It is not a available on prescription or to buy over the counter and will not be available until such time as research trials are completed and the product is licensed (assuming research successfully proves efficacy and a volume manufacturer can be acquired). So...years away from a 'marketable' product....if it gets to that stage.

Parksy
Parksy in reply to Foggyme

Thank you so much for clearing that up for me.

Barneyboy48
Barneyboy48 in reply to Foggyme

More on this!

I was talking to a friend/neighbor yesterday who is also having have B12 injections.

She is a care-responder - don't know exactly what that is but she's a part of the medical sector. She reported to me about a conversation she'd had regarding the suspension after a discussion about soreness after the injection.

The medical professional she had consulted told her that the suspension is acetic acid. Commonly, this comes in the form of vinegar. I don't know how they produce acetic acid but if it is derived from vinegar then I have some questions.

Vinegar is basically fermented wine that has gone off. Usually because of some sort invasive bacteria, but if derived in this way, then aren't grapes are involved?

How does this stand with those religious communities that cannot imbibe from the grape or the grain?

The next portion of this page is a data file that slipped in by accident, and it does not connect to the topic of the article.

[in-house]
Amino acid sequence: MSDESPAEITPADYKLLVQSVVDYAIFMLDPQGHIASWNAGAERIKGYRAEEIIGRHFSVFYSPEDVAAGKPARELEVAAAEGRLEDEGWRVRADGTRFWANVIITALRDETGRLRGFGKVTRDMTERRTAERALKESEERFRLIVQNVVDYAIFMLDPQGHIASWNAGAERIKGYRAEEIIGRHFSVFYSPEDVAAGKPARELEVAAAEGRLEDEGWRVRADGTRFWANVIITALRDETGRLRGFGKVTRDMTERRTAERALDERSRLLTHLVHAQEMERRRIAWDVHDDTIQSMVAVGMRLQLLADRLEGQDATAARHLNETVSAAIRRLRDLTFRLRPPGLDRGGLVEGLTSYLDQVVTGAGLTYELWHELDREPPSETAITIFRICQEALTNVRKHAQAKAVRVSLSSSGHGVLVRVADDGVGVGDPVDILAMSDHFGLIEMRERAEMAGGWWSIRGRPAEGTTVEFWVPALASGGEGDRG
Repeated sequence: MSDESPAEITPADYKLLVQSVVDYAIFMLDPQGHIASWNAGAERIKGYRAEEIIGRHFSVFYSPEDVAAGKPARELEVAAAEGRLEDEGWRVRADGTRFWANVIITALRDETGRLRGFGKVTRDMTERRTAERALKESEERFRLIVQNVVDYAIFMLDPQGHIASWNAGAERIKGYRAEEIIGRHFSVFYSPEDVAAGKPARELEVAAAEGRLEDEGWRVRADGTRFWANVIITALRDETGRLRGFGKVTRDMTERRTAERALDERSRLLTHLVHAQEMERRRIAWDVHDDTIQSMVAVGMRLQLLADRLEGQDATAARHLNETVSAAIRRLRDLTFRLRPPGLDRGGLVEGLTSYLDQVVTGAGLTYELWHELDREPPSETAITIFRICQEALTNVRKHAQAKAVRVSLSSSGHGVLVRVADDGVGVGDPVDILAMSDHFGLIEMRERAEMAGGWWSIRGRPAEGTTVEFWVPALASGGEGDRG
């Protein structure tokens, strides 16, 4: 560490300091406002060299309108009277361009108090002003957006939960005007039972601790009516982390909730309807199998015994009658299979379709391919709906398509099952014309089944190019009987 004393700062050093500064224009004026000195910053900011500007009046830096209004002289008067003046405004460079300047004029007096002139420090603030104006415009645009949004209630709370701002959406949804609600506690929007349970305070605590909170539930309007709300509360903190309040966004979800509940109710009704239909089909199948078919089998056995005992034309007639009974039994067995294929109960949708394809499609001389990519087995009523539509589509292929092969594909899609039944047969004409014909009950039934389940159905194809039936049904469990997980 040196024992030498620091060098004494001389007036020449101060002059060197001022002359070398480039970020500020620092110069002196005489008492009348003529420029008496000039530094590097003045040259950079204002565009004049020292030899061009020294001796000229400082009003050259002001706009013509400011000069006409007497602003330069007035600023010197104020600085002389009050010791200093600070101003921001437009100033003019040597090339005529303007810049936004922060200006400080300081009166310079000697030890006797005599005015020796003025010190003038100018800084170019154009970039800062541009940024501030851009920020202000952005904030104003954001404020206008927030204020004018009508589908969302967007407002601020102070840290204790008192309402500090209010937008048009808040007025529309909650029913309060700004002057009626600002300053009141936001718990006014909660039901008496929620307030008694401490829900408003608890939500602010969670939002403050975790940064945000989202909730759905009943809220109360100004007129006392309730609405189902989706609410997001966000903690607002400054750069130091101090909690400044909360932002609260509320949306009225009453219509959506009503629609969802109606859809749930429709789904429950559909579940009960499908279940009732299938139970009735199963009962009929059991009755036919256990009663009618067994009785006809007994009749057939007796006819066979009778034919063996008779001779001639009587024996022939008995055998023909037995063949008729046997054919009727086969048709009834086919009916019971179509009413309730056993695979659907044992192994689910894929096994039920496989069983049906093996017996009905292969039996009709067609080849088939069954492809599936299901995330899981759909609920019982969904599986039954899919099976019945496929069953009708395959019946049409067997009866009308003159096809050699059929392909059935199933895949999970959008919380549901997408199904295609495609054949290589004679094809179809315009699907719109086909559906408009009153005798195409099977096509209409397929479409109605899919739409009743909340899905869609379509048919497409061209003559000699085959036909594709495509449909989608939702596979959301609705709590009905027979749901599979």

Just interested really.

fbirder
fbirder in reply to Barneyboy48

No, they don’t use vinegar. They use glacial acetic acid which is made by reacting methanol and carbon monoxide.

Many countries insist that vinegar is of biological origin. But they use bacterial fermentation of either ethanol or sugar. Wine is too expensive for production of ordinary acetic acid. That’s why you pay more for red wine (or white wine) vinegar.

My repeat prescription states:

Hydroxocobalamin 1mg/1ml solution for injection ampoules.

They do not allow me to self-inject, neither do they allow a pharmacist to do it, even though they have no objection to them administering flu' jabs, which I cannot understand.

I have no idea what the suspension is.

I'm in the UK.

Hello Parksy. Sorry you are having trouble with your surgery and getting your B12. So many of us have been through this situation. I myself now self inject. I got my B12 injections from Germany and needles from Medisave. To be honest I have never heard of hydroxycobalamin being carried in oil. I have only ever had them in water. There have been so many complaints about not being able to get your B12 injection, and also being told that the body stores it for up to a year. My surgery sent me a letter saying they were postponing it for a year. No way could I go a year without it, so having got help from lovely people on here, I am now self injecting and find it so easy to do. I hope you can get something sorted out for you, because it just gets you so stressed as well as having to deal with Covid. Good luck. Briarhill Cat

I have read of someone having skin problems after injecting b12 in oil but I can't remember where I read it. As others say this isn't the case with the Rotex b12 depot.